Pope Francis: Loss of the Sense of Sin Leads to 'Christian Mediocrity'

Reflects on Those Who Suffer the Consequences of Other's Sins

Vatican City, (Zenit.org) | 2621 hits

Losing the sense of sin causes others to pay for our “Christian mediocrity.” This was the central point of Pope Francis’ homily today at Casa Santa Marta.

The Holy Father reflected on the first reading which spoke of David’s sin of adultery with Bathsheba which led to the murder of her husband, Uriah. David, he said, rather than seeing his adultery as a grave sin, sees it as a problem that needs to be resolved.

“This thing can happen to all of us,” he said. “We are all sinners and we are all tempted and temptation is our daily bread. If one of us said: ‘I never had a temptation’, either you’re a cherubim or a bit stupid, no?”

“Struggle is normal in life and the devil is never calm, he wants his victory. But the problem - the most serious problem in this passage - is not so much temptation and the sin against the 9th commandment, but how David behaves. And David here does not speak of sin, he speaks of a problem that he needs to resolve. This is a sign! When the Kingdom of God is lessened, when the Kingdom of God decreases, one of the signs is that the sense of sin is lost.”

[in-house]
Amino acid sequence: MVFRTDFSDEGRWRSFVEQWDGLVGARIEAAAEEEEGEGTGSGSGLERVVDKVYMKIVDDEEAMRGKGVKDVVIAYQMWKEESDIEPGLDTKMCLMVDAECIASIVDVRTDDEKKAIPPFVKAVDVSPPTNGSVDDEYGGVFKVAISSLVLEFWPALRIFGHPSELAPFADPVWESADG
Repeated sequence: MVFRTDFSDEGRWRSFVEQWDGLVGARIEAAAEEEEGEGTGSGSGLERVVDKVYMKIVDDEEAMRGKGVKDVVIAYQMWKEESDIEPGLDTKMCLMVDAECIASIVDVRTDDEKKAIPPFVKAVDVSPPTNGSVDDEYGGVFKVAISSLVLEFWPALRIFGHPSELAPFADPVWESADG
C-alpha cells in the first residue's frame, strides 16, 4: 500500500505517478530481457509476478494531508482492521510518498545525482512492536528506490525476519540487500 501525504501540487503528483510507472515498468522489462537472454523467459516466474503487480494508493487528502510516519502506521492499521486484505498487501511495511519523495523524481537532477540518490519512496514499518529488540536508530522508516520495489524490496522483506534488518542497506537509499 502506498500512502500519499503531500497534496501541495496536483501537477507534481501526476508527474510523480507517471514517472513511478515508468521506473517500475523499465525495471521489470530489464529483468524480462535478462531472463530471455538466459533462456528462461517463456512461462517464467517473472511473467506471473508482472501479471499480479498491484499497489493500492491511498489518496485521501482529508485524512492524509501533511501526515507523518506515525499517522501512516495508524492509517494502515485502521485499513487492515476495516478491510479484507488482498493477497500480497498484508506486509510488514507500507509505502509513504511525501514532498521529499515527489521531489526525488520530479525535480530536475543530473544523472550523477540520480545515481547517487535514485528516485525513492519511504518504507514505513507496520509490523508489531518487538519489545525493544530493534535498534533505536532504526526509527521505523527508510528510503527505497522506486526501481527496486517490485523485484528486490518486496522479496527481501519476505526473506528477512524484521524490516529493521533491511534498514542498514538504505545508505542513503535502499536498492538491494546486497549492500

The Holy Father went on to say that in praying the Our Father, we pray for God’s kingdom to come, meaning “thy Kingdom grow.” When the sense of sin is lost, so is the sense of the Kingdom of God lost. In its place, he said, “emerges a very powerful anthropological vision, in which ‘I can do anything.'”

“The power of man in place of the glory of God! This is the daily bread. For this [reason] the everyday prayer to God ‘Your kingdom come, your kingdom grow’ [is important], because salvation does not come from our cleverness, our astuteness, in our intelligence in doing business. Salvation comes from the grace of God and from the daily training that we do with this grace in Christian life.”

Referring to Pius XII’s assertion that “the sin of the century is the loss of the sense of sin”, the Pope reflected on Uriah, who represents the innocent victims who suffer as consequence of our sins.

“I must confess, when I see these injustices, this human pride, also when I see the danger that would happen to me, the danger of losing the sense of sin, it does me well to think of the many Uriahs in history, the many Uriahs who even today suffer from our Christian mediocrity, when we lose the sense of sin, when we let the Kingdom of God fall.

Concluding his homily, Pope Francis called on the faithful to take a moment to “pray for ourselves so that the Lord give us always the grace to not lose the sense of sin, so that the Kingdom does not fall from within us.”